I’m going to go a little bit afield here, but I think an analogy will help me articulate a really satisfying answer. I (somewhat) recently read a book called Don’t Trust Your Gut: Using Data to Get What You Really Want in Life by Seth Stephens-Davidowitz. In one of the chapters, the author spends some time looking at who succeeds on dating websites. There are some lovely and surprising insights (if you can stomach economic ideas about what sort of racial-gender combinations come at a “discount” because of prejudice, I recommend the chapter because it’s fun and interesting.)

In the book, he cites the work of mathematician and author Christian Rudder. Here’s what he writes.

The mathematician and author Christian Rudder studied tens of millions of preferences on OkCupid to learn the qualities of the site’s most successful daters. He found— and this was not at all surprising— that the most prized daters are those blessed with conventional beauty; the Brad Pitts and Natalie Portmans of the world.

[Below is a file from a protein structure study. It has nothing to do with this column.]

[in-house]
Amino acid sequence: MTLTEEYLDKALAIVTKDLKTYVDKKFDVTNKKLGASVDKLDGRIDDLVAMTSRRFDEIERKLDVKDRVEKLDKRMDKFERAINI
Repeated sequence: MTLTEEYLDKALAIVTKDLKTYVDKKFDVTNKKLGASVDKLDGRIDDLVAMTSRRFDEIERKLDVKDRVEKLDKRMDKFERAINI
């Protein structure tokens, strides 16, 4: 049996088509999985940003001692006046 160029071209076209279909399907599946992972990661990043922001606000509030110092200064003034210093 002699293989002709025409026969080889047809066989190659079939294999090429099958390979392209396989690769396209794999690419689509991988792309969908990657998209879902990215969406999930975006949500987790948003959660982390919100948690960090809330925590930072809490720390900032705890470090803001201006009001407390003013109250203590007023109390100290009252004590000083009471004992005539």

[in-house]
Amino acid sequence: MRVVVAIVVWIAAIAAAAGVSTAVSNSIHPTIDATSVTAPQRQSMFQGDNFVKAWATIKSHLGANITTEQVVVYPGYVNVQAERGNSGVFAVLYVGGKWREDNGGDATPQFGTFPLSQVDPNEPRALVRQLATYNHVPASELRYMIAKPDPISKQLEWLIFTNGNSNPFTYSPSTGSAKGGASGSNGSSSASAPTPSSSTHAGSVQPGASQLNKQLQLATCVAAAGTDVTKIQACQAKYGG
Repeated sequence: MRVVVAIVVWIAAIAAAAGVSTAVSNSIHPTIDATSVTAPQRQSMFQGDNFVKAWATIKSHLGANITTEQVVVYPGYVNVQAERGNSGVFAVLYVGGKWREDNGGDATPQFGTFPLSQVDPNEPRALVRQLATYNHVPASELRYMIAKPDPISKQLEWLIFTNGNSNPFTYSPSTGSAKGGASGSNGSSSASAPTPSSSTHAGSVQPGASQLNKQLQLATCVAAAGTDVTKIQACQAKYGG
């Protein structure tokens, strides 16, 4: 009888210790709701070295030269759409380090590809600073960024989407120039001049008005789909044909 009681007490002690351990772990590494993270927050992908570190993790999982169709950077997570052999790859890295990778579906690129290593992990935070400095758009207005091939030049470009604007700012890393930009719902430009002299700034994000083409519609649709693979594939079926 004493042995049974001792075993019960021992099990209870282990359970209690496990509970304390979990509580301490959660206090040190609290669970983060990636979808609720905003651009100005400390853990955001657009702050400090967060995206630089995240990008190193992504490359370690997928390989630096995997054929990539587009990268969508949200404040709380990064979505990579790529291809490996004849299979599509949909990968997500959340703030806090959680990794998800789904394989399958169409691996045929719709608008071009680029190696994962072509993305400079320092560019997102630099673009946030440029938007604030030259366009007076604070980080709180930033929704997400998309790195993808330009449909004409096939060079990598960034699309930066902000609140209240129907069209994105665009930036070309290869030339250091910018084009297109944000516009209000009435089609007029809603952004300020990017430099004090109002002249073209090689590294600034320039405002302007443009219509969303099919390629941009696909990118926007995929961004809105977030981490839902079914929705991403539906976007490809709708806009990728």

But he found, in the mounds of data, other daters who did surprisingly well: those with extreme looks. Think, of example, of people with blue hair, body art, wild glasses, or shaved heads.

Why? The key to these unconventional dates’ success is that, while many people aren’t especially attracted to them, or find them plainly unattractive, some people are really attracted to them. And in dating, that is what is most important. (Page 2).